Biden Faces Pressure as U.S. Sets New Course on Immigration

TIJUANA, Mexico -
Honduran boys whose family wants to seek asylum in the U.S., play on the sidewalk in Tijuana, Mexico, last week. (AP Photo/Elliot Spagat)

After a week-long bus ride from Honduras, Isabel Osorio Medina arrived in northern Mexico with the hope that President Joe Biden would make it easier for people like him to get into the United States.

“It seems the new president wants to help migrants,” Osorio said as he got ready to check into a cheap hotel in downtown Tijuana before heading to the U.S. “They’re saying he is going to help, but I don’t know for sure how much is true or not.”

The 63-year-old is among thousands of people who have come to the U.S.-Mexico border with the hope they will be able to ask for asylum and make their way into the U.S. now that former President Donald Trump is no longer in office.

While Biden has taken some major steps in his first weeks in office to reverse Trump’s hard-line immigration policies, his administration hasn’t lifted some of the most significant barriers to asylum-seekers.

In fact, it’s discouraging people from coming to the country, hoping to avoid what happened under both Trump and former President Barack Obama — border agents getting overwhelmed by migrants, including many Central Americans with children.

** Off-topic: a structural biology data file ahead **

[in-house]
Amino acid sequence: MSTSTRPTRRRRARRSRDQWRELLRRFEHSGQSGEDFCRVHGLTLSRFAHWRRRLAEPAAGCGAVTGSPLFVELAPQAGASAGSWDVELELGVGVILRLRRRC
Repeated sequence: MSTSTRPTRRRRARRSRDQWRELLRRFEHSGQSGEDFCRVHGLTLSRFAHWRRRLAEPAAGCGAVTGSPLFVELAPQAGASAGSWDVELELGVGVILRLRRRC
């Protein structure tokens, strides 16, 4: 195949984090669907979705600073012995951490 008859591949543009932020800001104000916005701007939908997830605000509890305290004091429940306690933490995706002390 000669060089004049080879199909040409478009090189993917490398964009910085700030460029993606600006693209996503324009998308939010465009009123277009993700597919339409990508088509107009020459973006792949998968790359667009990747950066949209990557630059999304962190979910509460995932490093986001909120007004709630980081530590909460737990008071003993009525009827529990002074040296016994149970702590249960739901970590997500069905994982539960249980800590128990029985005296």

“Now is not the time to come,” White House press secretary Jen Psaki said at a recent briefing, “and the vast majority of people will be turned away.”

Secretary of State Antony Blinken struck a similar tone on Feb. 6 as he announced official steps to end Trump-era agreements with Honduras, El Salvador and Guatemala that required many asylum-seekers to seek refuge in one of those countries instead of the U.S.

“To be clear, these actions do not mean that the U.S. border is open,” Blinken said. “While we are committed to expanding legal pathways for protection and opportunity here and in the region, the United States is a country with borders and laws that must be enforced.”

The Biden administration has signed several executive orders on immigration, including allowing in more refugees and establishing a task force to find the parents of about 600 children who were separated under Trump and still haven’t been reunited.

Alan Bersin, who held top positions dealing with border security during the Clinton and Obama administrations, warned that Biden is headed for a crisis if he releases all asylum-seekers into the United States in the short term.

Jon Feere, a senior adviser to ICE under Trump, said such moves are part of a larger pattern that the Biden administration will come to regret.

“When you send the message that you are not serious about immigration enforcement, you can’t act surprised when you see a massive influx of people that you have to manage,” he said.